“My journey into teaching and career progression opportunities”
Andrew Rowlandson, Head 5th Form and geography teacher, Norwich School
On completion of my Geography degree, I applied for a graduate teacher training programme and Aviva’s business management graduate scheme. I hoped the application process would decide which route I should take! I remember the weekend I received offers from both. In the end, it would be my call.
As part of the decision-making process I took advice from friends who had experienced both teaching and corporate professions. It was one deputy head whose advice I could not forget: “I’ve told my daughter she can pursue any career she wants but not teaching!” I chose Aviva.
At the end of the graduate scheme I was delighted to secure the role of Community Affairs Manager. My role involved overseeing Aviva’s community investment projects. Highlights included corporate hospitality at sporting events, travel and working with influential people. Over time, however, despite working with a fantastic team, it became apparent that I was not wholly motivated by these activities or financial rewards. In fact, what I enjoyed most was volunteering on the projects I managed. So, I took another look at teaching…
In Ben Tal-Shahar’s excellent book, The Pursuit of Perfect, he talks about a perfectionist’s ideal career journey being one with the shortest, most direct path to achieving their goals. At the time, this was my mindset. However, Tal-Shahar encourages an ‘optimalist’s’ approach where the journey is not a straight line but more of an irregular upward spiral; while the general direction is toward the objective, numerous deviations are to be expected. When the opportunity came to start my teaching career at Norwich School I took such a deviation.
It felt like I was starting over. I had no teaching qualifications and my past experiences earned me little credit with pupils, parents or colleagues. It was hard to accept that a significant measure of my success each year now rested on the performance of teenagers in an exam room! Yet deep down I knew the skills, qualifications, experiences, contacts and growth-mindset cultivated at Aviva would not be wasted. I needed to earn my stripes in the classroom, to really understand what it was like to be a teacher, before I would be trusted to lead.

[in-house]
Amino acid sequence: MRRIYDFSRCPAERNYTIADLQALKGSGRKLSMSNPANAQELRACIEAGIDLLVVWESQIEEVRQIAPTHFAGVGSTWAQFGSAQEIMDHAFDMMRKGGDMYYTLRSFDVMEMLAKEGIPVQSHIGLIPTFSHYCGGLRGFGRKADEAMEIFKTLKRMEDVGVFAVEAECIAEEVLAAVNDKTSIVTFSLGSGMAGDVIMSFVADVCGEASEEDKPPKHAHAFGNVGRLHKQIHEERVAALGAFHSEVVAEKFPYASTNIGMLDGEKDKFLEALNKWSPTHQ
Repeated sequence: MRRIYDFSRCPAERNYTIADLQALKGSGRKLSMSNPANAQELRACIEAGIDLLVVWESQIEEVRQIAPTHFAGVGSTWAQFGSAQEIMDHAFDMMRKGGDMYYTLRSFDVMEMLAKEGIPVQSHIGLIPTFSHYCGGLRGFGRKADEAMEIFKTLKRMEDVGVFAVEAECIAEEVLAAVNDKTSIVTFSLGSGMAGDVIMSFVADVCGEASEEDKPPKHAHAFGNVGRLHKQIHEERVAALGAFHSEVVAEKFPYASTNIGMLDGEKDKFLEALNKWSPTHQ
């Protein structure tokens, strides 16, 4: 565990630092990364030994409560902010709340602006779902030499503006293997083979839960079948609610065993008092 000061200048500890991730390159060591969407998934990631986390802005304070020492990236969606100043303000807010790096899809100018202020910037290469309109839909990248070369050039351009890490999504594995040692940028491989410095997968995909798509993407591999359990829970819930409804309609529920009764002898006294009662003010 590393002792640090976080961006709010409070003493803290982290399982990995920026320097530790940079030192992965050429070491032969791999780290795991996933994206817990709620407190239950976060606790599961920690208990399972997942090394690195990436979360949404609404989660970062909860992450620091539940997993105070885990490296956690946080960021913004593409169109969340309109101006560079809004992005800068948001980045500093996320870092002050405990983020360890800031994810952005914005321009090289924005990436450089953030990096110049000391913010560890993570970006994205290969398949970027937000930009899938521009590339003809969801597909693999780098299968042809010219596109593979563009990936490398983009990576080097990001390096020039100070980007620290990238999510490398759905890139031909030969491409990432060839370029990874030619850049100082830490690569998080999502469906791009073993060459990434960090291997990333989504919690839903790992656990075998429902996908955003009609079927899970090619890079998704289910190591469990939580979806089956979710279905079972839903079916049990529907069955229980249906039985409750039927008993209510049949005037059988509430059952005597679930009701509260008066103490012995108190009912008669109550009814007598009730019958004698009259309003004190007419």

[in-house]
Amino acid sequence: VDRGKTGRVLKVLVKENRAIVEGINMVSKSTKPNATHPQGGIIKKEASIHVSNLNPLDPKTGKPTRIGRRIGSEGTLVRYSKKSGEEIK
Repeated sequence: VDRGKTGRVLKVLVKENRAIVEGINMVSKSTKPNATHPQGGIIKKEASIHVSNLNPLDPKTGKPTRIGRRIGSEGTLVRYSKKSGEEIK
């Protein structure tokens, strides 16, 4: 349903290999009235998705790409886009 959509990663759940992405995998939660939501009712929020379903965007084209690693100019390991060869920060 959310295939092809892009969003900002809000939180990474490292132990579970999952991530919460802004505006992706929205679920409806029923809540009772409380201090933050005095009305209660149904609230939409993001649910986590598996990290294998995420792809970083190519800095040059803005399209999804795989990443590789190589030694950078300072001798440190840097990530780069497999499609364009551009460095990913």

I set a rough target of three to five years to develop my classroom practice and to secure Qualified Teacher Status. I committed to doing my best with the small opportunities that came my way. Where I felt my experience might be of use, for example teaching pupils about financial literacy, I offered to help. I also sought to build relationships with stakeholders across the school community. I tried to remain positive. Having jumped from one career, I did not want to condemn my new one too quickly!
A leadership opportunity came earlier than expected. After four years, a maternity leave led to my appointment as Acting Head 4th Form. I had always thought of teaching as a career where, when it came to promotions, decision-makers valued length of service more highly than ‘fit’. This view was disrupted, and I was given a chance on the Senior Management Team. I had nine months to show how I could contribute.
With limited time, I tried to be realistic in my approach. I wanted to be a safe pair of hands but also add value. I decided to identify one whole-school initiative to develop whilst in post – an overhaul of our pupil rewards programme. At the end of the maternity leave I was thrilled when my position became permanent.
Since then I have continued to focus on one new whole-school project each year alongside my day job. My current focus – staff health and wellbeing.
It is only now that I see how well my two careers have blended with the skills and experience developed at Aviva coming into play. Whilst I have not pursued career progression for its own sake, I have been ambitious to make a difference. I have sought opportunities to use my skills and experiences for the benefit of the school. I want to make a difference and for me, despite its challenges, teaching provides the best opportunity to achieve this goal.